Taufatofua said in announcing the new sport in April that it would be “largely impossible” to qualify for Tokyo. He could be the first athlete to compete in a different sport in three straight Olympics (Summer and Winter) since the Winter Games began in 1924, according to the OlyMADMen.

“It’s certainly going to be the greatest challenge that I’ve ever had to embark on,” he said then.

Taufatofua’s results at worlds this week has little bearing on his Olympic qualifying prospects. Rather, he just needed to compete in Hungary to stay eligible for the Olympics.

The key will be an Oceania qualifying event early next year, where one Olympic bid is available. He will likely have to beat the best kayakers from Australia and New Zealand to grab it. Australian Stephen Bird placed eighth at the Rio Olympics and 11th at the 2018 World Championships.

If Taufatofua fails, he could receive a special tripartite invitation sometimes offered to smaller nations like Tonga.

Taufatofua became a social-media celebrity by marching into the Rio Olympic Opening Ceremony shirtless and oiled up. He then lost in the first round via mercy rule in his taekwondo tournament.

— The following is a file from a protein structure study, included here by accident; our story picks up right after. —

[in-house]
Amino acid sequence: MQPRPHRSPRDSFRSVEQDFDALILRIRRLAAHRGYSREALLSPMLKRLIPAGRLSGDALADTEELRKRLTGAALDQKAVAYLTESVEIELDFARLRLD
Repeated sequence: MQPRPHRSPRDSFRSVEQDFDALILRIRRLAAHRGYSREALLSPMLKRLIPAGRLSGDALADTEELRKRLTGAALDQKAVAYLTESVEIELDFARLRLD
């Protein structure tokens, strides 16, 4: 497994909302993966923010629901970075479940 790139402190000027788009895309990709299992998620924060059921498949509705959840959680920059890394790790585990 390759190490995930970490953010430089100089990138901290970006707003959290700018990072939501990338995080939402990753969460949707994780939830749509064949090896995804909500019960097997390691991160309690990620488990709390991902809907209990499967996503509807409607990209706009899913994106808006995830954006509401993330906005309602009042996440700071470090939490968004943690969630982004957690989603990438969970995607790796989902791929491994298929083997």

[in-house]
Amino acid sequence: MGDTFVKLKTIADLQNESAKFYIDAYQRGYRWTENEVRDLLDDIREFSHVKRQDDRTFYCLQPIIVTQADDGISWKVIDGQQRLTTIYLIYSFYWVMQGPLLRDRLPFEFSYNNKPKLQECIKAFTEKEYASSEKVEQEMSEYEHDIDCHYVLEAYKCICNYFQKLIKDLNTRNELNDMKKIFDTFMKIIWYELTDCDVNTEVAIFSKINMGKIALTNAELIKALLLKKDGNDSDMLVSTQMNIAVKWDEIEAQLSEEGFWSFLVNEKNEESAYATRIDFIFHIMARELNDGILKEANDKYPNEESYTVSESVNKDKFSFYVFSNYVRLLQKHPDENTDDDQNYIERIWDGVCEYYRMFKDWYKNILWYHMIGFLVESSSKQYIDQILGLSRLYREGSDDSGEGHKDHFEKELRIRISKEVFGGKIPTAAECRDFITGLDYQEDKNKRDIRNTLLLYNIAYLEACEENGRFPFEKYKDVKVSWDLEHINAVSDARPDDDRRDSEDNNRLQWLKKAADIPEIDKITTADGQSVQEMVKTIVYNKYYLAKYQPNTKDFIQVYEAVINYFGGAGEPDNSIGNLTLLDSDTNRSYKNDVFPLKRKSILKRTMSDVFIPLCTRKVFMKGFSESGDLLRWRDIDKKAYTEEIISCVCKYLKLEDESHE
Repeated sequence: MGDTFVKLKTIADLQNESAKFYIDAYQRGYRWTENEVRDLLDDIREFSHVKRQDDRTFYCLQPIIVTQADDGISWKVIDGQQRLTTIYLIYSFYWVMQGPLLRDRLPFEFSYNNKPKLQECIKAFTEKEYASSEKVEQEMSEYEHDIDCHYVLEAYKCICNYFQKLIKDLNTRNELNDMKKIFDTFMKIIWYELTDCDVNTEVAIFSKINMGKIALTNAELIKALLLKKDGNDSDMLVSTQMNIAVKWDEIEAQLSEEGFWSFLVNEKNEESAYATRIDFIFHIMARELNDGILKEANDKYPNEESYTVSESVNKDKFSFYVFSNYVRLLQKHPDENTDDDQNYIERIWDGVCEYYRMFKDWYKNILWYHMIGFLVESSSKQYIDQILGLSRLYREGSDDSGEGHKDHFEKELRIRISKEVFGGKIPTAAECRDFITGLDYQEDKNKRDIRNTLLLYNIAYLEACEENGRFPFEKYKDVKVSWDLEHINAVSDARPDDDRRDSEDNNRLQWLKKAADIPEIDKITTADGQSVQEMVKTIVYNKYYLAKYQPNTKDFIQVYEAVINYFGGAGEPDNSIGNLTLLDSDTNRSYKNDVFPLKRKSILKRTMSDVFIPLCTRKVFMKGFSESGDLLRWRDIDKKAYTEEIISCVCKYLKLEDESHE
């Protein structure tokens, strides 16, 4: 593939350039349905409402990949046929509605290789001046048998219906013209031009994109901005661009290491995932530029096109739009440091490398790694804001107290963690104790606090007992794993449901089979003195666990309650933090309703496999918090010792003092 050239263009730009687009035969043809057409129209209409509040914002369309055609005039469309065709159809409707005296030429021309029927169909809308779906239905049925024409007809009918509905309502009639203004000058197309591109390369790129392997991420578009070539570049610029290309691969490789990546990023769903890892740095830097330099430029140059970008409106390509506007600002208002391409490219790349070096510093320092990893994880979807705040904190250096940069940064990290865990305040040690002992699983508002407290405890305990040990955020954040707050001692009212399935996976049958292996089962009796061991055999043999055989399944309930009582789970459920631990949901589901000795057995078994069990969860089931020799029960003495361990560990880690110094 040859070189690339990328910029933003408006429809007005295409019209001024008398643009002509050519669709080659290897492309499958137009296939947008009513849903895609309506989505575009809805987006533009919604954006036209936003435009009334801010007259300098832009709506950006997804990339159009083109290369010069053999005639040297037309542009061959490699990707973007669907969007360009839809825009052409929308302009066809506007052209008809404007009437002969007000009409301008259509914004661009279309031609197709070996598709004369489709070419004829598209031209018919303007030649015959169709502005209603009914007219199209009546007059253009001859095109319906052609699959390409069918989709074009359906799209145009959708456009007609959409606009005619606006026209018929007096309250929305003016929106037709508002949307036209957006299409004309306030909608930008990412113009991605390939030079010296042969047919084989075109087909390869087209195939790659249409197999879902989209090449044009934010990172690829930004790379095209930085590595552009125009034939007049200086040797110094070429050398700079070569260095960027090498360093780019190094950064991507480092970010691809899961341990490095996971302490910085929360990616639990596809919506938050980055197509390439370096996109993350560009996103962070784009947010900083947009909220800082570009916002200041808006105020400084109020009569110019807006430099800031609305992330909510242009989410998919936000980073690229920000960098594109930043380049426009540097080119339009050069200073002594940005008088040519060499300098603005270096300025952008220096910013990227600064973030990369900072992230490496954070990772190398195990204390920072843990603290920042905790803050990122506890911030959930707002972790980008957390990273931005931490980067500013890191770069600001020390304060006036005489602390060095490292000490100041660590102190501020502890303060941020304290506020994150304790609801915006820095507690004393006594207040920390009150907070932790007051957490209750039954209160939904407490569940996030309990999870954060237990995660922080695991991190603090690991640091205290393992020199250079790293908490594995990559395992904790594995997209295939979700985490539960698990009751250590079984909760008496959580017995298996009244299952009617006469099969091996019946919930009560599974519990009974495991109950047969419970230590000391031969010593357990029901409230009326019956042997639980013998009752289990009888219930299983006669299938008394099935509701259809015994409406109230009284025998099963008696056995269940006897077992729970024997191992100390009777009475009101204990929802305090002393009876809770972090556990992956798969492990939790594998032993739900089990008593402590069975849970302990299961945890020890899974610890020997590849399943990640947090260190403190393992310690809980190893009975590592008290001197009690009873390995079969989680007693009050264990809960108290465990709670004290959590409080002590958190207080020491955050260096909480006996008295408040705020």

He made a quixotic bid for the PyeongChang Winter Games in cross-country skiing — and accomplished the feat, barely, in a sport that has lenient qualifying requirements for nations with a lack of Winter Games depth.

Taufatofua finished 114th out of 116 in his 15km Olympic cross-country skiing race, nearly 23 minutes behind the winner.

If Taufatofua is able to carry the Tongan flag at a third Opening Ceremony, he will definitely be shirtless again, in a similar outfit to what he wore in Rio and PyeongChang, he said last year.